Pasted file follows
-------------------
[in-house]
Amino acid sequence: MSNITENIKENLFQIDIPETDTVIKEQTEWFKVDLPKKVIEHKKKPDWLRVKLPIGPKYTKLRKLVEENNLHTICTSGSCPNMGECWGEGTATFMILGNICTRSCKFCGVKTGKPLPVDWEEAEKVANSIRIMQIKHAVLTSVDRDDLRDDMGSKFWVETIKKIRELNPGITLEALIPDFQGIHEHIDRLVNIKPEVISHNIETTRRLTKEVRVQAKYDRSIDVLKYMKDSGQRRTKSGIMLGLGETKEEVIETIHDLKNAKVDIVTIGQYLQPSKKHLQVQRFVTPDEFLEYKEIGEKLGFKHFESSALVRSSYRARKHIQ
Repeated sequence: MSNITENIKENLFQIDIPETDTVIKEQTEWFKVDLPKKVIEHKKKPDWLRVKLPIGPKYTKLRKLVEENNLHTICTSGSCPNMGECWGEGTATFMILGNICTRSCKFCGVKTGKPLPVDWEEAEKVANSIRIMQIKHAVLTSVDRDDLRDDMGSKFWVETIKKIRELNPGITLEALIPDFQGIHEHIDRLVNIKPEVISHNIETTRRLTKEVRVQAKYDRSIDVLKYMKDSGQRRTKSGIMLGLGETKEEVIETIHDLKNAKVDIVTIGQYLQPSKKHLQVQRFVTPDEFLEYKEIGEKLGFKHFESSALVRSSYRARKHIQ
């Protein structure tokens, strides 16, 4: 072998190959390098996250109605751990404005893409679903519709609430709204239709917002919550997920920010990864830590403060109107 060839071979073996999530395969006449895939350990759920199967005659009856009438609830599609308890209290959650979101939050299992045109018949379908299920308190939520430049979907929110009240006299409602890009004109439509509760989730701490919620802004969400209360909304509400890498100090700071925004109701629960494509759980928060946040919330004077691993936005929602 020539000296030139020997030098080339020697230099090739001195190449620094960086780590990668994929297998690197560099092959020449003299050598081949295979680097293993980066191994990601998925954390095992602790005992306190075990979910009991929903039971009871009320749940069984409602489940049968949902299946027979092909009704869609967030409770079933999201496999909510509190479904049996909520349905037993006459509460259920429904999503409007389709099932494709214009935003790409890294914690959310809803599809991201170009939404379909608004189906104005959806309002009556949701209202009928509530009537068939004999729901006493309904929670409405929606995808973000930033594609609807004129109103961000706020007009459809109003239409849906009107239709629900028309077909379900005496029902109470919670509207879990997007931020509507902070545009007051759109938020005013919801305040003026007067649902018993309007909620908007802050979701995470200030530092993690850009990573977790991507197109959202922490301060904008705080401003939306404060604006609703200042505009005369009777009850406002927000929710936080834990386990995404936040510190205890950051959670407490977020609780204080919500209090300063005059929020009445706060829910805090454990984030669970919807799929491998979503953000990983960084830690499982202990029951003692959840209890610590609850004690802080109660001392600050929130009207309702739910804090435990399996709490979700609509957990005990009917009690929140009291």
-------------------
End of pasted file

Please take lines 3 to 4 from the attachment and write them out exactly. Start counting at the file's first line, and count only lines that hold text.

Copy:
Repeated sequence: MSNITENIKENLFQIDIPETDTVIKEQTEWFKVDLPKKVIEHKKKPDWLRVKLPIGPKYTKLRKLVEENNLHTICTSGSCPNMGECWGEGTATFMILGNICTRSCKFCGVKTGKPLPVDWEEAEKVANSIRIMQIKHAVLTSVDRDDLRDDMGSKFWVETIKKIRELNPGITLEALIPDFQGIHEHIDRLVNIKPEVISHNIETTRRLTKEVRVQAKYDRSIDVLKYMKDSGQRRTKSGIMLGLGETKEEVIETIHDLKNAKVDIVTIGQYLQPSKKHLQVQRFVTPDEFLEYKEIGEKLGFKHFESSALVRSSYRARKHIQ
């Protein structure tokens, strides 16, 4: 072998190959390098996250109605751990404005893409679903519709609430709204239709917002919550997920920010990864830590403060109107 060839071979073996999530395969006449895939350990759920199967005659009856009438609830599609308890209290959650979101939050299992045109018949379908299920308190939520430049979907929110009240006299409602890009004109439509509760989730701490919620802004969400209360909304509400890498100090700071925004109701629960494509759980928060946040919330004077691993936005929602 020539000296030139020997030098080339020697230099090739001195190449620094960086780590990668994929297998690197560099092959020449003299050598081949295979680097293993980066191994990601998925954390095992602790005992306190075990979910009991929903039971009871009320749940069984409602489940049968949902299946027979092909009704869609967030409770079933999201496999909510509190479904049996909520349905037993006459509460259920429904999503409007389709099932494709214009935003790409890294914690959310809803599809991201170009939404379909608004189906104005959806309002009556949701209202009928509530009537068939004999729901006493309904929670409405929606995808973000930033594609609807004129109103961000706020007009459809109003239409849906009107239709629900028309077909379900005496029902109470919670509207879990997007931020509507902070545009007051759109938020005013919801305040003026007067649902018993309007909620908007802050979701995470200030530092993690850009990573977790991507197109959202922490301060904008705080401003939306404060604006609703200042505009005369009777009850406002927000929710936080834990386990995404936040510190205890950051959670407490977020609780204080919500209090300063005059929020009445706060829910805090454990984030669970919807799929491998979503953000990983960084830690499982202990029951003692959840209890610590609850004690802080109660001392600050929130009207309702739910804090435990399996709490979700609509957990005990009917009690929140009291």